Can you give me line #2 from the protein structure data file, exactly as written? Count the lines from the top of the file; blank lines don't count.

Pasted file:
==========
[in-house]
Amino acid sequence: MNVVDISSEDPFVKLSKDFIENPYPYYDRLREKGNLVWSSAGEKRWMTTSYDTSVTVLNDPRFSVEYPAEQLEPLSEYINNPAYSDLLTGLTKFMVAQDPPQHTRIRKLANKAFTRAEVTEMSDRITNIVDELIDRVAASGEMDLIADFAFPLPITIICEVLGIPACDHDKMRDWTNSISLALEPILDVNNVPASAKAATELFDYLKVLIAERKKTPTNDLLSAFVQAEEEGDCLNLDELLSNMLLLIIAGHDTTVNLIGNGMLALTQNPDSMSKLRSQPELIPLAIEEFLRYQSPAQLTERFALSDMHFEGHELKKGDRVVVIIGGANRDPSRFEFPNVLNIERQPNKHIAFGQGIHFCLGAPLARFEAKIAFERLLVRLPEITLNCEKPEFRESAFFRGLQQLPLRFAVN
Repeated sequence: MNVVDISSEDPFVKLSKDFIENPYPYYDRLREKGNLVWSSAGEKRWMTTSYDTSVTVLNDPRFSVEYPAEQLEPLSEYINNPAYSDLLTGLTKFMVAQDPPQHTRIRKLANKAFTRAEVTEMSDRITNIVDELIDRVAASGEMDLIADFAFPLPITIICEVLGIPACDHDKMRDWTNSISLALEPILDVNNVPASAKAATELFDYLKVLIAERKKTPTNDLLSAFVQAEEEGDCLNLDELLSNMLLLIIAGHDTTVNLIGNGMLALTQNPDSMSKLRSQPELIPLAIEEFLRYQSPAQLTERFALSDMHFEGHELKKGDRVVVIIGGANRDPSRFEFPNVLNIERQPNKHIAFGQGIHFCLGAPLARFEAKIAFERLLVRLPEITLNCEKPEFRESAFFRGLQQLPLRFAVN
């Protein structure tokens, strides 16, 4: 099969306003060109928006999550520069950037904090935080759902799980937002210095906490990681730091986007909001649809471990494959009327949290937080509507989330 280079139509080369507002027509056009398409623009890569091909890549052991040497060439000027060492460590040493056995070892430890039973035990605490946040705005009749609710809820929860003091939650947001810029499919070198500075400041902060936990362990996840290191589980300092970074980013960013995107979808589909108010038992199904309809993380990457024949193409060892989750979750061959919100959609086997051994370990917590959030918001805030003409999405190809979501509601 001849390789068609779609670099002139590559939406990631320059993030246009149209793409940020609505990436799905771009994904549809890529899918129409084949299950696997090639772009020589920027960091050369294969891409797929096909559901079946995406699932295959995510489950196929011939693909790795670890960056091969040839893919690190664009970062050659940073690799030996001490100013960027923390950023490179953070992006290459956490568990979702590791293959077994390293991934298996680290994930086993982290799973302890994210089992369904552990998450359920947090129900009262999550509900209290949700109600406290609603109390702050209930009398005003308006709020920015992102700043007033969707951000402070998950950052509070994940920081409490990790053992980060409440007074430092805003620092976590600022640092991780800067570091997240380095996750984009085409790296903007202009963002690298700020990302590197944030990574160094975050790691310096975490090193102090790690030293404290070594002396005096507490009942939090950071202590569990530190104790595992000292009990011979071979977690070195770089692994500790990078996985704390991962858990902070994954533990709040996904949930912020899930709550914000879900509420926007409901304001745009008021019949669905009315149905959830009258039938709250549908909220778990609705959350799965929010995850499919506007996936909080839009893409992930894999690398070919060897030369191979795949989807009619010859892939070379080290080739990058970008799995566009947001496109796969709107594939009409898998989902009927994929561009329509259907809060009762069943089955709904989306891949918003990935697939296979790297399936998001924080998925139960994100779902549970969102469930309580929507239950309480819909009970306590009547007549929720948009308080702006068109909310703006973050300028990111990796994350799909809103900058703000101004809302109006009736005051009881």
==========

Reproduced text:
Amino acid sequence: MNVVDISSEDPFVKLSKDFIENPYPYYDRLREKGNLVWSSAGEKRWMTTSYDTSVTVLNDPRFSVEYPAEQLEPLSEYINNPAYSDLLTGLTKFMVAQDPPQHTRIRKLANKAFTRAEVTEMSDRITNIVDELIDRVAASGEMDLIADFAFPLPITIICEVLGIPACDHDKMRDWTNSISLALEPILDVNNVPASAKAATELFDYLKVLIAERKKTPTNDLLSAFVQAEEEGDCLNLDELLSNMLLLIIAGHDTTVNLIGNGMLALTQNPDSMSKLRSQPELIPLAIEEFLRYQSPAQLTERFALSDMHFEGHELKKGDRVVVIIGGANRDPSRFEFPNVLNIERQPNKHIAFGQGIHFCLGAPLARFEAKIAFERLLVRLPEITLNCEKPEFRESAFFRGLQQLPLRFAVN